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iPhone: Compass (and Level!)

A great built-in utility you've probably overlooked.

#6 • July 11, 2016

Welcome to Value Berry number six! I’m your host, Justin Michael, and today I’m going to talk about a built-in iPhone app that doesn’t get the love and attention it deserves: the Compass app.

The Compass app comes preinstalled on every iPhone, and adds a lot of utility to an already very capable device. It’s not glamorous, exciting, or trendy, but having such a useful app with you all the time can come in handy more than you might think!

First of all the Compass app is, of course, a compass. It tells you which way you’re pointed using a graphical representation of a compass, as well as cardinal and intermediate directions like “N” or “SE” along with your bearing in degrees. Maybe you’re pointed at 277°, or 38°, or my personal favorite: 42°. With the Compass app, you can find out for sure! You can also tap in the middle of the compass to lock in a bearing, which is handy if you want to see how far you’re deviating from a given heading.

The Compass app also uses GPS and the Internet to tell you about your current position on the globe, including city, state, precise map coordinates, and your elevation. Tapping on the map coordinates will open the Maps app centered on your current location. This is handy if you find you’ve been dumped in the middle of nowhere by the mob and, for some reason, they didn’t take your phone away from you.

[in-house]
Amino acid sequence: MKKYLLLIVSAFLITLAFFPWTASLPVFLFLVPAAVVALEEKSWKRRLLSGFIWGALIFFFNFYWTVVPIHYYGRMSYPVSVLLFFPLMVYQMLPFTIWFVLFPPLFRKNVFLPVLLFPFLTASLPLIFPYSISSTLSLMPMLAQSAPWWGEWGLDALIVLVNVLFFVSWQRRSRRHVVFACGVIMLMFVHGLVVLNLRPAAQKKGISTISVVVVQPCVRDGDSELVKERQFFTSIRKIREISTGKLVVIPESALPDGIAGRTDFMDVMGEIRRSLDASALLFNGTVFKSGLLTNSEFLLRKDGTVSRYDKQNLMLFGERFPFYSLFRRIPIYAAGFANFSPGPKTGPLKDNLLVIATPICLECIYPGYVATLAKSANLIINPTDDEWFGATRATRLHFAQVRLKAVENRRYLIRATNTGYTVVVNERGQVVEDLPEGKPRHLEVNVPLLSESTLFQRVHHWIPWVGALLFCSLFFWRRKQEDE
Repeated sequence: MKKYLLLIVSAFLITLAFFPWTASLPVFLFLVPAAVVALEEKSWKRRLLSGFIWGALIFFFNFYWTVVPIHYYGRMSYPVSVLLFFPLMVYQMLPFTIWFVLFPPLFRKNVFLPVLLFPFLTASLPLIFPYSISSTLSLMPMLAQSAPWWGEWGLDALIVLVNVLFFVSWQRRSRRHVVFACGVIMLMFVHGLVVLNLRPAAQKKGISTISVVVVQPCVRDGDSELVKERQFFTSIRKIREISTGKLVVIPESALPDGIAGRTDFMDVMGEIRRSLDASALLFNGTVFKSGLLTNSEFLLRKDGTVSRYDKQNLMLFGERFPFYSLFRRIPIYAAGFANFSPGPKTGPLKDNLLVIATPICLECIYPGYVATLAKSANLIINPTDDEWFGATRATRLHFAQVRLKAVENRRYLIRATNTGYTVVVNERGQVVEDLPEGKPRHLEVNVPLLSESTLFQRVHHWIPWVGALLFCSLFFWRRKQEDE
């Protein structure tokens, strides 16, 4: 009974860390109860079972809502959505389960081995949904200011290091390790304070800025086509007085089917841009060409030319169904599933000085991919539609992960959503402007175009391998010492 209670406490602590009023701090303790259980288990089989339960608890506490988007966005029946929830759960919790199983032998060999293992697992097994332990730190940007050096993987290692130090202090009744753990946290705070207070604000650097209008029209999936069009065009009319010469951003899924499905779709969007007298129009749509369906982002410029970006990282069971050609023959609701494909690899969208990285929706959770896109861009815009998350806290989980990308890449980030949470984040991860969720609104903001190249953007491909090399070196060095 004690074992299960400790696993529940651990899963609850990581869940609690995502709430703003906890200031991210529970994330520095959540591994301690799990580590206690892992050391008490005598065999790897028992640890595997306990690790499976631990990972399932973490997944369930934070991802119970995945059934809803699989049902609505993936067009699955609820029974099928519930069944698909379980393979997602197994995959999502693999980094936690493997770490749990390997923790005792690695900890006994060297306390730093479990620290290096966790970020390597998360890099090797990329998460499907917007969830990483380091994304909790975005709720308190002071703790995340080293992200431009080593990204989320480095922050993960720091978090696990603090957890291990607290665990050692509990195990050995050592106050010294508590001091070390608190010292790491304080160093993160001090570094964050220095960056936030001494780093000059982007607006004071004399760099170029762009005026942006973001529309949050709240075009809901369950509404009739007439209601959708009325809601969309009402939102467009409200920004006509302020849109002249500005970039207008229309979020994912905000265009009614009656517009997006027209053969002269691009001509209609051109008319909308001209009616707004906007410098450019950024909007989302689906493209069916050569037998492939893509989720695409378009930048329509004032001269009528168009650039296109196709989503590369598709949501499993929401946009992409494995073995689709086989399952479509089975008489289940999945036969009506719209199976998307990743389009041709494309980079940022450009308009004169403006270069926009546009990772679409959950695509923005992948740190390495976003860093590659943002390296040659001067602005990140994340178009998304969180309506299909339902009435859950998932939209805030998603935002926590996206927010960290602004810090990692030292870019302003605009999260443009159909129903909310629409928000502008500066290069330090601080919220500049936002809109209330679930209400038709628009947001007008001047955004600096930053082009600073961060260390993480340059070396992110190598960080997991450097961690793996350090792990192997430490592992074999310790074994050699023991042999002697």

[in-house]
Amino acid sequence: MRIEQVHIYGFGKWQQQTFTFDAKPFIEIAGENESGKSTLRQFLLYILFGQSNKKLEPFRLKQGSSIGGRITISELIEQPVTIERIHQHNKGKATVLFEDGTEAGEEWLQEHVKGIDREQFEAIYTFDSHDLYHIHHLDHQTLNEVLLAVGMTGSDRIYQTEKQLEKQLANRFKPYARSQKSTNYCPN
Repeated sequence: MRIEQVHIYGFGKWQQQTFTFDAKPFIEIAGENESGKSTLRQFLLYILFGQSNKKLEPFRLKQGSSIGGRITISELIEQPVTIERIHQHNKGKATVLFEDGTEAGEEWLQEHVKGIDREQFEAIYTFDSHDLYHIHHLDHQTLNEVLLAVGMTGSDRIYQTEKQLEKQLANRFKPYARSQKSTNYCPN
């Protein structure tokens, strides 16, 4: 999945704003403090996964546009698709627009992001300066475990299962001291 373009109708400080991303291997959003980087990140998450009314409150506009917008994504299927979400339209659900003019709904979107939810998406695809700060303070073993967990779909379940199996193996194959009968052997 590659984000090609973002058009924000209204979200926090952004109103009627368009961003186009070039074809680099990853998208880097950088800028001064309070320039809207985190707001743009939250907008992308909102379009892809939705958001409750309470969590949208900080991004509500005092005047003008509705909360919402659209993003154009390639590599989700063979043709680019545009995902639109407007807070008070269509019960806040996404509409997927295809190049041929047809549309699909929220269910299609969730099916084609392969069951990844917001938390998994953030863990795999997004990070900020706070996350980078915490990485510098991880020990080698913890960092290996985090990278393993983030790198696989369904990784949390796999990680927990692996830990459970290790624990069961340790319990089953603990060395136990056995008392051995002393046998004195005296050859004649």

Oh, hey, maybe you escaped. Yeah, that makes a lot more sense. That’s why they didn’t take your phone; they just didn’t take it yet. You’re captured by the mob, they blindfold you, they shove you in a car, and take you for a ride somewhere (you know what kind of ride I’m talking about; the bad kind, the kind without ice cream at the end). You’re not interested in finding out where they’re taking you or why, so you decide to take a chance. You lunge toward the door, yank on the handle, push as hard as you can, and bail out just as the car enters a turn. You hear them yell behind you, and even feel the brush of a hand attempting to find purchase on the back of your shirt, but it’s too late. You’re free. You’re falling. You hit the asphalt. You hit hard. Harder than you thought you would, and you thought you would hit pretty hard, but you don’t hear or feel the crunch of bone. Despite your situation you muster an ounce of gratitude for that. You roll and roll and roll, from the pavement to the dirt to the grass to what feels like underbrush. You’re still blindfolded. You try to protect your head, but your hands are bound. Then, suddenly, the ground falls away beneath you. You thought you were as scared as you could possibly be, but the loss of the earth below you manages to heighten your terror to a level you never fathomed. Thankfully this sensation is short lived; you collide once again with the reassuring firmness of the planet we all call home, but it’s a mixed blessing. You realize you’re tumbling down a steep hill. You’re careening, out of control, blind, bound, to who knows what below. Gravity is in the driver’s seat, fate is giving directions, and you’re just along for the ride. For a moment you think that this isn’t much different from being in the mobster’s car and, despite everything, you feel yourself grin a little at the thought. Then, slowly, you feel the ground leveling out, and your speed decreases. Before you know it you’ve come to a stop. Well, you think you’ve stopped. Your head is the one that must be doing all that spinning because, surely, the world didn’t pick this moment to start doing summersaults in space. You lay there for a few moments waiting for the vertigo to pass, catch your breath, and take inventory. Your left arm aches from the impact. You’re sore all over from the tumble. You sting from rolling through brush and bushes, big and small. But, miraculously, nothing seems to be broken. You’re cold. You’re wet. But you’re not seriously injured. You can move. You reach up, remove the blindfold, and take a look around. It’s dark. Very dark, and foggy. You’re in a thickly wooded area. There’s no moonlight, either because it hasn’t risen yet, or because the canopy above is blocking it. Doesn’t matter either way. You can’t see very far in the gloom, but you can see a lot of trees. You marvel at the fact that you didn’t hit one of them on the way down. You gawk at how steep the embankment is. There’s no way they’re going to double back and climb down that, but you also realize you’ll never get back up to the road that way. You look down at your hands, bound with duct tape. After some awkward but effective gnawing and chewing, you manage to free yourself. You check your pockets for anything that might help. Your left hand makes contact with cold, smooth glass and metal. Your iPhone! It’s still there! You whip it out of your pocket, hit the home button, and feel a wave of relief wash over you as the screen lights up with the current time: 9:41 PM. But the rich, deep sensation of comfort melts away in an instant as your eyes are drawn to the top left corner of the display. There, in clear, bright letters are two words that you’ve never been more crestfallen to read: NO SERVICE. You stumble around the immediate area in a half-panic, your phone thrust into the air, searching for just one bar, one tiny drop of signal. You strain your arm in a vain attempt to will the radio waves to curve in your direction, as if they were metal and your iPhone a magnet. You nearly trip over a fallen branch, which startles you out of your crazed search and sobers you a bit. You pause to collect yourself and take a deep breath. You realize that you just need to start walking. You’re far from the city, but you’re not in the middle of nowhere. You’re bound to find someone who can help, or some place where you can get a signal. But which direction to go? You stop breathing and strain your ears listening for a sound that might provide a hint as to the best direction to head. Unfortunately, you hear nothing but the distant sound of occasional traffic up the hill, on the road you tumbled down from. It’s much too far away to hope someone might hear you if you started yelling. And yelling is the last thing you want to do. You just risked everything to get out of that car; best not to attract any undue attention and wind up back with the mobsters. You’re pretty sure home is south, but which way is south? Even if the sky wasn’t blocked by the thick forest surrounding you it was an overcast night, so you can’t use the stars to guide you. Wait! Your iPhone may not have service, but the Compass app doesn’t need data to work!